Finally, we come to Glinda, the sorceress who rules the southern part of Oz. In the first two books, she was the dea ex machina who provided the power and knowledge to resolve the plots. She plays little role in the next three, however. Baum turns to her once again to bring the series to a close. In order to protect Oz from invasion, Glinda cuts off the country from our Great Outside World. The series was over, Baum told his readers. And indeed most of the lingering problems and questions had been resolved.

Bankruptcy due to plowing too much of his money into a new stage show later caused Baum to return to writing Oz books. And when he did, he approached the series as open-ended, without the thematic unity or overall plot of the four books between Ozma and Emerald City.


Anonymous said...

Ozma has the best characters and most interesting magic, I think. It is probably the Oz book most frequently reread in my family (our first edition hardcover, alas, is in tatters). Emerald City has so many goofy puns that it is intended more for the parent reading than for the child.

J. L. Bell said...

You’ve touched on a big shortcoming of what I’m calling Baum’s first Oz series: though there’s an overarching plot about Dorothy finding a home in Oz, there really aren’t enough plots along the way to fill four books.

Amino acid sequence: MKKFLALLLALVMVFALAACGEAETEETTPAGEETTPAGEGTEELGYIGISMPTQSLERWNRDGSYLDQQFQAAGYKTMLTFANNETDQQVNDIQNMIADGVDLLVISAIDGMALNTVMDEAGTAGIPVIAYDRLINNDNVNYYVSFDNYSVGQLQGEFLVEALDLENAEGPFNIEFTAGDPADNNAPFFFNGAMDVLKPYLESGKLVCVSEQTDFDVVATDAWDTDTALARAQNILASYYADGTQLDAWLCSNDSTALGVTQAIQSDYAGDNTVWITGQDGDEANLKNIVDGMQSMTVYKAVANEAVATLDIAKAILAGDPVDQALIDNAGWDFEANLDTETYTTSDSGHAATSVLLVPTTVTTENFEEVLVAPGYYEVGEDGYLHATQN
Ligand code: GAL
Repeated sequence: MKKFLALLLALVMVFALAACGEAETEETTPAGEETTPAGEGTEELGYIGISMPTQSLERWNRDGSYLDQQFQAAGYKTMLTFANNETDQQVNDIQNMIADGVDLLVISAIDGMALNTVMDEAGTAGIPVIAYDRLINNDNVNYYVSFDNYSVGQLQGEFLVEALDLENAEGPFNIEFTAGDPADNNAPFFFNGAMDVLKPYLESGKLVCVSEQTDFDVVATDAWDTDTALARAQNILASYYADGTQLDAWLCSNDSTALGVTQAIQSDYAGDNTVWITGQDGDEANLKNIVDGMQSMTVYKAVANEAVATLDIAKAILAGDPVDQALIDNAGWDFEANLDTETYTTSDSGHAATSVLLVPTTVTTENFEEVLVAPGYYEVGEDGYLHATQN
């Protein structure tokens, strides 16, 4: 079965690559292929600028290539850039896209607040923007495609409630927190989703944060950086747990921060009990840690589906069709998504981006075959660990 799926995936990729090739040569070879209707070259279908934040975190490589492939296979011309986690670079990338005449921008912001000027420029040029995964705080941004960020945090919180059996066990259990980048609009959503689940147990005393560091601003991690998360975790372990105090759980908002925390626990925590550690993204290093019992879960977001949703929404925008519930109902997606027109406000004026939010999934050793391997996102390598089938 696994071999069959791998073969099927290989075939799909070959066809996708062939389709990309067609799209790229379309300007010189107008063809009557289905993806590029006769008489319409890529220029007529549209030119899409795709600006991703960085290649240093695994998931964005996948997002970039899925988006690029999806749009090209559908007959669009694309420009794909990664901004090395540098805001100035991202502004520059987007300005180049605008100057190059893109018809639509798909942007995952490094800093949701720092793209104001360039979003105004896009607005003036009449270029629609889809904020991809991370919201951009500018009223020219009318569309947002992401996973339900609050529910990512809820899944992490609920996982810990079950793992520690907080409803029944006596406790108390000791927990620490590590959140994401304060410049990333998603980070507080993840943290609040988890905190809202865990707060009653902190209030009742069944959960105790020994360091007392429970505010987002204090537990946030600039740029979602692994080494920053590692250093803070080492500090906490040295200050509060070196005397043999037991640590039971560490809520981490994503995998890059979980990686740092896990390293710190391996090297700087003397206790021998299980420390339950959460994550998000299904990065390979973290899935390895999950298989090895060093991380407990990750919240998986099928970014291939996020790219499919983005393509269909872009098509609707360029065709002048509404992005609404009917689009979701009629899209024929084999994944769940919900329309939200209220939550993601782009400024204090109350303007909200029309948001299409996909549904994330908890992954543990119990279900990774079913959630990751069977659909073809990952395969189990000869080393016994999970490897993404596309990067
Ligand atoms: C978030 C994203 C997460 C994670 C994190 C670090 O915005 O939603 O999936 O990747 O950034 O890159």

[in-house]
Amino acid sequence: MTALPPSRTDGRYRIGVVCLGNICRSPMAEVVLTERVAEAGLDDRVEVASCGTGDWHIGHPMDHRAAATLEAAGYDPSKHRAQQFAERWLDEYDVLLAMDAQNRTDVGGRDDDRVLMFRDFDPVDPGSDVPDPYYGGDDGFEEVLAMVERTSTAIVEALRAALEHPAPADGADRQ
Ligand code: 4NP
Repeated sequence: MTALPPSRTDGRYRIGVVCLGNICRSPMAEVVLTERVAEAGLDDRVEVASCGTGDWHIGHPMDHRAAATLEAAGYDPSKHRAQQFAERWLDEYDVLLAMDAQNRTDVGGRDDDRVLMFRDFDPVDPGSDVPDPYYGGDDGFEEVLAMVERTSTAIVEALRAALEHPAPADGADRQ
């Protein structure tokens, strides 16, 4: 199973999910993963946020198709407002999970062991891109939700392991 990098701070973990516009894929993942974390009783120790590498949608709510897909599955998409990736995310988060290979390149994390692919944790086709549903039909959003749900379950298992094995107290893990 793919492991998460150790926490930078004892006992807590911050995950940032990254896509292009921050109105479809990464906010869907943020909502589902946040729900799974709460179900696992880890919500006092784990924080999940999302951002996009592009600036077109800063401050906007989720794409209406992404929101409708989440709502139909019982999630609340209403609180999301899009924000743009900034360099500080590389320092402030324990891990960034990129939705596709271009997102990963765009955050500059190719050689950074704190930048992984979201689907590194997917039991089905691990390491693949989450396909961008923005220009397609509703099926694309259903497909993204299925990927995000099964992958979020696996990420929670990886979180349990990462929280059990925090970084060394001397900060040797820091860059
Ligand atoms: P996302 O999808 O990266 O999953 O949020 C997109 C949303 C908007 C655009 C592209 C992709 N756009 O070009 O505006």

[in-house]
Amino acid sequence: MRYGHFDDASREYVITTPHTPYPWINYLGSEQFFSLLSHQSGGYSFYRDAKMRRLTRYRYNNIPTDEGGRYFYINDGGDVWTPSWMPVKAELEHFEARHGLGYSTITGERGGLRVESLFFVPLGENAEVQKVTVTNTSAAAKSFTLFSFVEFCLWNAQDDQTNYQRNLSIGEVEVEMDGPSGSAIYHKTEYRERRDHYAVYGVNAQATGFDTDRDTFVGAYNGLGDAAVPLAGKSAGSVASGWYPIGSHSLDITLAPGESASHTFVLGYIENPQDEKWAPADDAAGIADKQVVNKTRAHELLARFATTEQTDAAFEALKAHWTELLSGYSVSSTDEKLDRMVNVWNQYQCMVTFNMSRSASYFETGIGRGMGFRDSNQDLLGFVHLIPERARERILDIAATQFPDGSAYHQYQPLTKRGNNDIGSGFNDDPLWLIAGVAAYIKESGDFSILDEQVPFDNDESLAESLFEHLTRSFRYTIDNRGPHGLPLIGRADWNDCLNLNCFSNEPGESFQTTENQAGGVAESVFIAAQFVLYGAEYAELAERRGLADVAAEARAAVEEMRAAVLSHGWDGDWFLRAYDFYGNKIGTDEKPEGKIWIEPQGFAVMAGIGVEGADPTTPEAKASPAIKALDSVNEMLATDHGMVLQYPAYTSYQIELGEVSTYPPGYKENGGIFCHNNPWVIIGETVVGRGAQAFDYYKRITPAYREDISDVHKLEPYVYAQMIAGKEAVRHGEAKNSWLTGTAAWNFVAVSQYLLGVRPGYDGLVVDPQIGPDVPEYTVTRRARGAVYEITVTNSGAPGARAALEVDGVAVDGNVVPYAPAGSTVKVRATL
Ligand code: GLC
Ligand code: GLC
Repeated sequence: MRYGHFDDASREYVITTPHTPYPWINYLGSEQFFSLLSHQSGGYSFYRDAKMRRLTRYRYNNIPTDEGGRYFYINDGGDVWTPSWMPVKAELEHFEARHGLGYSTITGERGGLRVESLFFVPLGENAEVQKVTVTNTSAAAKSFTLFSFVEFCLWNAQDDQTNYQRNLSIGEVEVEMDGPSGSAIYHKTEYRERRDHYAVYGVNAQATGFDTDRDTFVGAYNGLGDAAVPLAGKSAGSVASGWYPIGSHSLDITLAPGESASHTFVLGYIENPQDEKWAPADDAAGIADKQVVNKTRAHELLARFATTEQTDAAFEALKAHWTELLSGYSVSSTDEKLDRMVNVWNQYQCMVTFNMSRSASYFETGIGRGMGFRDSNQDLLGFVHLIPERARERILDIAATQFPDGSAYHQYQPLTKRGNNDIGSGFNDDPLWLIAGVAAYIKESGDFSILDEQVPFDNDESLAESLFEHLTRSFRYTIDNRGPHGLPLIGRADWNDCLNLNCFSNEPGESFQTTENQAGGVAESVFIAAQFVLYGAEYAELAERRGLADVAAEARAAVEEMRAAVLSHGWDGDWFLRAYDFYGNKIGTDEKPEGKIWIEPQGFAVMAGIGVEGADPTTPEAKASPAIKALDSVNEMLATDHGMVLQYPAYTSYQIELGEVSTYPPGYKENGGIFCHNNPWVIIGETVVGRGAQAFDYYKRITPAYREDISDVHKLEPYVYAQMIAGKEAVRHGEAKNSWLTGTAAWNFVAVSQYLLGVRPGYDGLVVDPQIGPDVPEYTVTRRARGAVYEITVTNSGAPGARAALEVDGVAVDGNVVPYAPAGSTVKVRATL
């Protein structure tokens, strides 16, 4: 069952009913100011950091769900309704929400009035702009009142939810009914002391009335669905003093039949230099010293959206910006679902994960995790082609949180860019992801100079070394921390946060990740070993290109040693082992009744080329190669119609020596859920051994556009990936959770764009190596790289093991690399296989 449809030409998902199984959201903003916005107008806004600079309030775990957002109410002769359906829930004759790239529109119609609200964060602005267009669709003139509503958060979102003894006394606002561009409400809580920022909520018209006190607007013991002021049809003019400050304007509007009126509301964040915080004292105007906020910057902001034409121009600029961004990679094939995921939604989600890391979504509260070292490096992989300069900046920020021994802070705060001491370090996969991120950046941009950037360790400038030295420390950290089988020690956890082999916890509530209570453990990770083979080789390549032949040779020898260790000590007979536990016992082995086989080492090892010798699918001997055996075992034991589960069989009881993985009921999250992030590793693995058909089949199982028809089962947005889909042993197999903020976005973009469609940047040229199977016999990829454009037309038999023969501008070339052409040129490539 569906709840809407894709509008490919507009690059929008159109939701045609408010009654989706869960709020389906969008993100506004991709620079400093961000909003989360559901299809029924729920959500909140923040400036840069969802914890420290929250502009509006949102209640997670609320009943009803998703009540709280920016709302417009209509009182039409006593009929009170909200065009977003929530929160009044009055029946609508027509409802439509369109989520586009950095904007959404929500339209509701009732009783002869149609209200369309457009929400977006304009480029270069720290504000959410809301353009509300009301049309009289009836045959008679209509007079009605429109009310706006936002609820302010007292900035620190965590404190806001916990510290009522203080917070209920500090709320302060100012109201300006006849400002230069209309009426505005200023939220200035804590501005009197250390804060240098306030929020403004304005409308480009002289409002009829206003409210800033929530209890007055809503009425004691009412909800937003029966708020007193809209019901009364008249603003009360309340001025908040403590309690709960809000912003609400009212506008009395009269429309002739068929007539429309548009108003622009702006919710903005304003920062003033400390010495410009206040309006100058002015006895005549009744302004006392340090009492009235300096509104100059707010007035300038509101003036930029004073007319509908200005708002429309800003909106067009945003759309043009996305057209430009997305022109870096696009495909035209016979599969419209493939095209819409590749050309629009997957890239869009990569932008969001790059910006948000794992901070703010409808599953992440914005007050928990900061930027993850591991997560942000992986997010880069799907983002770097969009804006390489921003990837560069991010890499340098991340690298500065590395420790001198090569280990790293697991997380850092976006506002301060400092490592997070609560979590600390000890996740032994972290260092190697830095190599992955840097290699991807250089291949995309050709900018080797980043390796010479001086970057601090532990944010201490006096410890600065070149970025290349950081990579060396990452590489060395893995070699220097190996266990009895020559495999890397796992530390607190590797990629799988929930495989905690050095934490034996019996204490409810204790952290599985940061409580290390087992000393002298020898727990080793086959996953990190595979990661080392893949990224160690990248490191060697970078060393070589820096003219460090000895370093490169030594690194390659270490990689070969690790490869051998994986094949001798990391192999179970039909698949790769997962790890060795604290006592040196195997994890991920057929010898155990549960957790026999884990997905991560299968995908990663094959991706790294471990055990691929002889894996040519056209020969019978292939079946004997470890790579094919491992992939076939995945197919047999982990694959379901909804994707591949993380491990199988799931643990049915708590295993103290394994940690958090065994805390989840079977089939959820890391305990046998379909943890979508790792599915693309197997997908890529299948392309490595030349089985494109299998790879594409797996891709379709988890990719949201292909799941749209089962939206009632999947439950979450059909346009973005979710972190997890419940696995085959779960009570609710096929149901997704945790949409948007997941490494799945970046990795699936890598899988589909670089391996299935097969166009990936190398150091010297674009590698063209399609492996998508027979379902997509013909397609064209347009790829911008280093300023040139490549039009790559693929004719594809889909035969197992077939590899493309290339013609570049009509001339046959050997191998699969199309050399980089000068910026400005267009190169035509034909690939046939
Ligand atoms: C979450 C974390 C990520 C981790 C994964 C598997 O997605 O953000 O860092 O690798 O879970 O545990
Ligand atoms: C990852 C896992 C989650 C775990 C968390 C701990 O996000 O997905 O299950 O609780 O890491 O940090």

Ozma has a good plot, with Dorothy and Ozma up against the Nome King. Dorothy and the Wizard has a scary journey, but then Ozma rescues Dorothy, and there’s a bit of padding in Eureka’s trial. Road has a less scary journey, with all the problems solved at about the halfway mark and Ozma’s birthday pageant filling out the rest—hardly enough plot for a short story.

Emerald City starts off well, with a plot building from parallel storylines as Dorothy’s family adjusts to life in Oz and General Guph assembling his invasion force. But then the Oz adventures become very episodic, and indeed mostly built around puns or magical conceits. (I liked the puns as a child, but I wouldn’t have minded some more suspense with them.)

As for characters, I think Baum created some terrific ones in Road: the Shaggy Man, Button-Bright, and Polychrome are all nicely drawn, and all proved strong enough to return in later books. That doesn’t take anything away from Billina, Tik-Tok, the Hungry Tiger, and the Nome King in Ozma. But you don’t always need a good plot to introduce good characters.

Anonymous said...

I think the puns were baffling to me at 5 or 6, even with parental explanation, but to my surprise last summer when I read about TikTok to my then 4 year old nephew, the fact that he was patented (and proud of it) provided a great way to explain my new job as a patent lawyer! He is now the best informed child about patents in all of NY, I am sure, and all due to Tik-Tok's impressive machinery.

My grandmother, now 93, and owner of our family's first editions although we have custody now, had a belt that vaguely resembled the Nome King's magic belt and when she wore it as a child, her siblings were cowed into doing what she said. So as you can see, we take our Oz characters seriously.